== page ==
Dinosaur Footprints Show Prehistoric History in Holyoke

Not only was Holyoke the birthplace of Volleyball, but it was also the stomping ground to a population of dinosaurs.

Just off route five, by the west bank of the Connecticut river, a large cluster of footprints have been preserved for on-lookers to enjoy.

After being buried for eons under rock and sediment, dinosaur footprints were discovered in the nineteen twenties by workers constructing route five. In the nineteen seventies, paleontologist John Ostrom discovered, after studying the tracks, that some species traveled in packs.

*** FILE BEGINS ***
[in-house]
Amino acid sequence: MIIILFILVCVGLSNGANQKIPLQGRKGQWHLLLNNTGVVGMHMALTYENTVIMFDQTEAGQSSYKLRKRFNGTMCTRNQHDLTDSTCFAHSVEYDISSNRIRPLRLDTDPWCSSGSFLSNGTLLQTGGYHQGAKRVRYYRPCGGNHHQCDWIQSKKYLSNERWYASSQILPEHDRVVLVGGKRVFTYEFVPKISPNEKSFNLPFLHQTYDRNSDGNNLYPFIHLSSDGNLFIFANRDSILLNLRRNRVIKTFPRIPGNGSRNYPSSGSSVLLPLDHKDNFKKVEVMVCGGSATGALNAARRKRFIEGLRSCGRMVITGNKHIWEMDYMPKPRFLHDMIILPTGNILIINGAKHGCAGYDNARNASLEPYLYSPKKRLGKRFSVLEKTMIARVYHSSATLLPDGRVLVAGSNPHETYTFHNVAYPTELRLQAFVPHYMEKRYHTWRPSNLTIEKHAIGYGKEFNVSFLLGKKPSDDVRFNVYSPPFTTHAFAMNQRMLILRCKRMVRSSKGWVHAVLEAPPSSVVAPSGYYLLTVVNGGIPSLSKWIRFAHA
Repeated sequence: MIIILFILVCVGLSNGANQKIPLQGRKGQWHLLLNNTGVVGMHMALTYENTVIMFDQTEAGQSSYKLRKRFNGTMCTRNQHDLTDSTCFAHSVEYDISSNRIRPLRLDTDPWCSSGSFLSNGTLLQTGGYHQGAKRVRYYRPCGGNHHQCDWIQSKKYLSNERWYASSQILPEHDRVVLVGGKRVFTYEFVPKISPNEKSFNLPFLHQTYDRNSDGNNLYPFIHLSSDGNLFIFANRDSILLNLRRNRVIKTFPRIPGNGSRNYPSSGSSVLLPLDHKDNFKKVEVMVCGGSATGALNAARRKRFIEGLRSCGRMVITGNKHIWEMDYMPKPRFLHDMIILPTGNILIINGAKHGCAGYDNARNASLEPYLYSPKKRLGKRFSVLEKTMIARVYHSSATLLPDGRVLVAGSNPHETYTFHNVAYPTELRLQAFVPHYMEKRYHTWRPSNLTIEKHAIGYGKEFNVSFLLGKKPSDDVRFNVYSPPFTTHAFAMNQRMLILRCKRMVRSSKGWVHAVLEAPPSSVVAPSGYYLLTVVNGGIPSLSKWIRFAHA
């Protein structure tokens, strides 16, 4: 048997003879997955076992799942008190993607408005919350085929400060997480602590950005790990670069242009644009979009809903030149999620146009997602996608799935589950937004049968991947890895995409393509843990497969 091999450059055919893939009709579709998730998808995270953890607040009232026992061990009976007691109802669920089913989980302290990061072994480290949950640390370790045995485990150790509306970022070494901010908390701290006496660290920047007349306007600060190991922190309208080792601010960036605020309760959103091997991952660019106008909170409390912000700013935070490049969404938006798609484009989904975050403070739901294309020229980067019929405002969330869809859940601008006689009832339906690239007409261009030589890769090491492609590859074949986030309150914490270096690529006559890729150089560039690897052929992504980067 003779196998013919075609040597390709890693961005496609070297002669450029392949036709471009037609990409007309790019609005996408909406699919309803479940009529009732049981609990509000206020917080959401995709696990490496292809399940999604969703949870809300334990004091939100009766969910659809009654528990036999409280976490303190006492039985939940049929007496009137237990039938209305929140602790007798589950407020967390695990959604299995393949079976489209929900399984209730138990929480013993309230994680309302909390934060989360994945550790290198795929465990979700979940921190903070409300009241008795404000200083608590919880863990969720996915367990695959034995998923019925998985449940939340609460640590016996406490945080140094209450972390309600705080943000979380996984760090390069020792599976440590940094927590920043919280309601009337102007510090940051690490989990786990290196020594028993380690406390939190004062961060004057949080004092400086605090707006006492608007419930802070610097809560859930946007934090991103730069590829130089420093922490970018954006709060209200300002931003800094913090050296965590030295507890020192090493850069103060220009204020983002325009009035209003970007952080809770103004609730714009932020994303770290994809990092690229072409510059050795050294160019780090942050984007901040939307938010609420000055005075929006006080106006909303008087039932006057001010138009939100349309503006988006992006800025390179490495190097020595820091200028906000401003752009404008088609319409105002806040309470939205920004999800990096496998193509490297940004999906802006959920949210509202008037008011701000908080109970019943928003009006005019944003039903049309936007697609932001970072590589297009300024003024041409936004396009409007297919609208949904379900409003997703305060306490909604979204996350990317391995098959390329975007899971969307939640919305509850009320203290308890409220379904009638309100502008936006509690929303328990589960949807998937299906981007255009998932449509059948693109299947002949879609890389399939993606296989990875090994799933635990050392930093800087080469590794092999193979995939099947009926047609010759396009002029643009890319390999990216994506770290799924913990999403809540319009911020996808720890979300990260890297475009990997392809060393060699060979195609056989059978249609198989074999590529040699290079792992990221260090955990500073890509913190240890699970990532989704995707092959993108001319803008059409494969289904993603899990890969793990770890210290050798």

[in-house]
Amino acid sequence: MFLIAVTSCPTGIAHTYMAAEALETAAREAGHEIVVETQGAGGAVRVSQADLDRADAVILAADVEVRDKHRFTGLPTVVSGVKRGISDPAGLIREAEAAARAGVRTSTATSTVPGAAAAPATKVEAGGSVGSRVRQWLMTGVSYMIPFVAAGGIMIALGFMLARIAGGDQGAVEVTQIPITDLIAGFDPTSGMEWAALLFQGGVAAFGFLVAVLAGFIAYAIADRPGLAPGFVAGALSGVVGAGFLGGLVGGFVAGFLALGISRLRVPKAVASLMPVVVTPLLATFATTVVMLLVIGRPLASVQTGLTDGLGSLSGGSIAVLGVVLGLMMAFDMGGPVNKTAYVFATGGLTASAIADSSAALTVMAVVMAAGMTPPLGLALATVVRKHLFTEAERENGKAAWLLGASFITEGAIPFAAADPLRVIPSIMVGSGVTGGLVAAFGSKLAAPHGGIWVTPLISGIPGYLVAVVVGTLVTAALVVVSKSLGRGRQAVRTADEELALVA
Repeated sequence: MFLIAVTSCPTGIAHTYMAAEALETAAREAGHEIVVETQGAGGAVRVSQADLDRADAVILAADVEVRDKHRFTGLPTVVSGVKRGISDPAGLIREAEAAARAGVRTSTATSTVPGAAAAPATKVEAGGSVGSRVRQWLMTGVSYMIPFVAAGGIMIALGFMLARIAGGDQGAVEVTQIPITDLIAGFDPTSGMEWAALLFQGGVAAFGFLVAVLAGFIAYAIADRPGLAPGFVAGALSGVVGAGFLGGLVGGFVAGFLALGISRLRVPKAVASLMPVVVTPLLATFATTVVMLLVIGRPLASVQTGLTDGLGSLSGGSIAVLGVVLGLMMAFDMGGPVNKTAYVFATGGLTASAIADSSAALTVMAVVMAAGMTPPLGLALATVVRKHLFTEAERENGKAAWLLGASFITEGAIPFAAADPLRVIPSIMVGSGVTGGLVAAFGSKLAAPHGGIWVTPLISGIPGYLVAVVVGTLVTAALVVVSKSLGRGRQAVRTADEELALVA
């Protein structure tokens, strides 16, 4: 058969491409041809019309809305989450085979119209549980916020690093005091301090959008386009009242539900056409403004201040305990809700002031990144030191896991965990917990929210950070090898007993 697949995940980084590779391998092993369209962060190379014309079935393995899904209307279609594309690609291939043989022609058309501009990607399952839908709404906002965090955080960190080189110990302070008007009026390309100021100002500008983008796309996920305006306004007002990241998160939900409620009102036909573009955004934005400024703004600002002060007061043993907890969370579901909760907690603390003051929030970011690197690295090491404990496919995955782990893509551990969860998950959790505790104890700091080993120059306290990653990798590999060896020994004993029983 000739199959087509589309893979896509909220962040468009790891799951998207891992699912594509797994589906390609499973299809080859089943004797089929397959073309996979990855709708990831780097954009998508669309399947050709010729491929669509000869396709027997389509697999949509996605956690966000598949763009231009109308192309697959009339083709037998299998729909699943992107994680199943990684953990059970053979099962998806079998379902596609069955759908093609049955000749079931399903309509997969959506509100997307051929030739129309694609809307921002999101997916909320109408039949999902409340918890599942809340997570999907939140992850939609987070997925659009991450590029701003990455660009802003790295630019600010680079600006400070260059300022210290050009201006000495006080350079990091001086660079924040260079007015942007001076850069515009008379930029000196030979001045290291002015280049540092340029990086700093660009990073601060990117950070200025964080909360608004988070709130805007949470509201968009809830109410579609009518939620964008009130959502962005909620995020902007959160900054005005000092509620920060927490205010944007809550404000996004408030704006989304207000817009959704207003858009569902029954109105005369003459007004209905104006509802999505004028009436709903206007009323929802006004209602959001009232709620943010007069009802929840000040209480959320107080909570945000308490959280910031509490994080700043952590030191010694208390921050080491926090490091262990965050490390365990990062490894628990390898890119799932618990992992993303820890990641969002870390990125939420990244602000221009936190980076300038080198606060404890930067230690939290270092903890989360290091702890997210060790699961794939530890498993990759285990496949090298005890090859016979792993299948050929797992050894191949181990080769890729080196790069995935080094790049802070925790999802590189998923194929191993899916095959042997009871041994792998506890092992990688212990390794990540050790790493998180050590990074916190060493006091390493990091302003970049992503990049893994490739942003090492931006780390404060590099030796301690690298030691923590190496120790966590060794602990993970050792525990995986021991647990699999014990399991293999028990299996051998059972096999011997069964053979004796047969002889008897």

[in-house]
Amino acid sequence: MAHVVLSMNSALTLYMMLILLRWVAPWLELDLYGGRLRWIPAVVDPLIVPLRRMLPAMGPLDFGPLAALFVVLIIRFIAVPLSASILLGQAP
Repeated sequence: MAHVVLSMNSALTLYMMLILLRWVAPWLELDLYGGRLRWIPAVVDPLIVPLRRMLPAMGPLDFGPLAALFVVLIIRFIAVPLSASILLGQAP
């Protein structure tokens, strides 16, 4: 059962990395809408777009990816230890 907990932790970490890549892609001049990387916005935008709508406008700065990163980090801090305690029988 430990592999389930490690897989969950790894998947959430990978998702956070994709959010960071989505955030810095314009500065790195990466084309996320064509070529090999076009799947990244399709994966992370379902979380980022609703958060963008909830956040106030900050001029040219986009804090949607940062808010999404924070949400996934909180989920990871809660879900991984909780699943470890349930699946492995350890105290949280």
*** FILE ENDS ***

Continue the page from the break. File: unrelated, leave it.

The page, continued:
You can spot over one hundred thirty tracks from three distinct species: Eubrontes Giganteus,Anchisauripus Sillimani, Grallator Cuneatus. Dinosaur prints come in all shapes and sizes, some smaller than a human hand. Even footprints that appear smallĀ  may in fact come from a dinosaur that has a large stance. The abundance of footprints found along the Connecticut River include the first tracks known to the science world.

The Dinosaur Footprint Park is managed by the trustees of reservation in conjunction with the Massachusetts department of environmental management.

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Photo courtesy Col&Tash via Flickr. Used under creative commons license.